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Curtiss P-40 in Action
Une documentation signée Signal eskadrile le livre «Curtiss P-40 in Action – Squadron Signal 26» .
Few aircraft designs have had as odd or complex a background as the P-40 series. In fact one wonders why the Air Corps elected to give the H-75P a designation other than a dash number in the P-36 series since it was basically a re-engined P-36A. Spin-offs from the P-36 design would result not only in the P-40 but the XP-37, XP-42, XP-46, XP-53, XP-60, and XP-62 plus the ones given Y designations and various dash numbers.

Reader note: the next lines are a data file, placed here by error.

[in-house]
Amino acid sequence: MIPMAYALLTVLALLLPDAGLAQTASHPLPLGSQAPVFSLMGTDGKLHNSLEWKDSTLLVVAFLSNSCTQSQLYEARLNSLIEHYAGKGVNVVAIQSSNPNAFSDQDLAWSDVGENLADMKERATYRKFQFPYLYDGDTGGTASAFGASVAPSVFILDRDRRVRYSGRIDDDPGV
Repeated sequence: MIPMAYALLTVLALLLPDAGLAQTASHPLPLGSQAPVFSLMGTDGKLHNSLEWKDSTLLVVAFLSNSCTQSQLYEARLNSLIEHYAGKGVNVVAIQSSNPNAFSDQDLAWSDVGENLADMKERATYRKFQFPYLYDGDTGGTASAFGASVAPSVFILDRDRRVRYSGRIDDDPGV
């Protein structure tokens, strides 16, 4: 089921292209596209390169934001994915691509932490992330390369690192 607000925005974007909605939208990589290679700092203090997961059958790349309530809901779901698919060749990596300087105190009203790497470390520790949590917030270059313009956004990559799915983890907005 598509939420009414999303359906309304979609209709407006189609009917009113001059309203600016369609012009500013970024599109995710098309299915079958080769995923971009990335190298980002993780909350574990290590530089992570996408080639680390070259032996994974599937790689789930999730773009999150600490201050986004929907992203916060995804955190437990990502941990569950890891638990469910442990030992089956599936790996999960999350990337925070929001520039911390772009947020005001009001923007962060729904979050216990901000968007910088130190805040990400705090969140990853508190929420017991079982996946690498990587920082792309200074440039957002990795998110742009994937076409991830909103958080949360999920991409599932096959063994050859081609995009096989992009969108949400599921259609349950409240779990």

Ignoring the Kertis Hok biplanes, the family tree of the P-40 would seem to have its tap roots in the XP-934 Curtiss Swift of 1932 vintage. Although some experience in the low-wing monoplane type was gained when the company produced its famed Shrike series of attack planes, the Swift, or XP-31 as it was designated by the Air Corps, was their first low-wing pursuit design. By one of those odd quirks, the Swift initially was powered by an in-line engine which gave way to a more powerful radial, just the reverse of the P-36 to P-40 design development. The XP-31 was not successful with either engine and the design was soon abandoned (It did earn the dubious distinction of being the last U.S. pursuit plane with a fixed landing gear). The Curtiss Company’s fortunes took a downward turn in the pursuit field when the Boeing P-26A was selected by the Air Corps over the XP-31.
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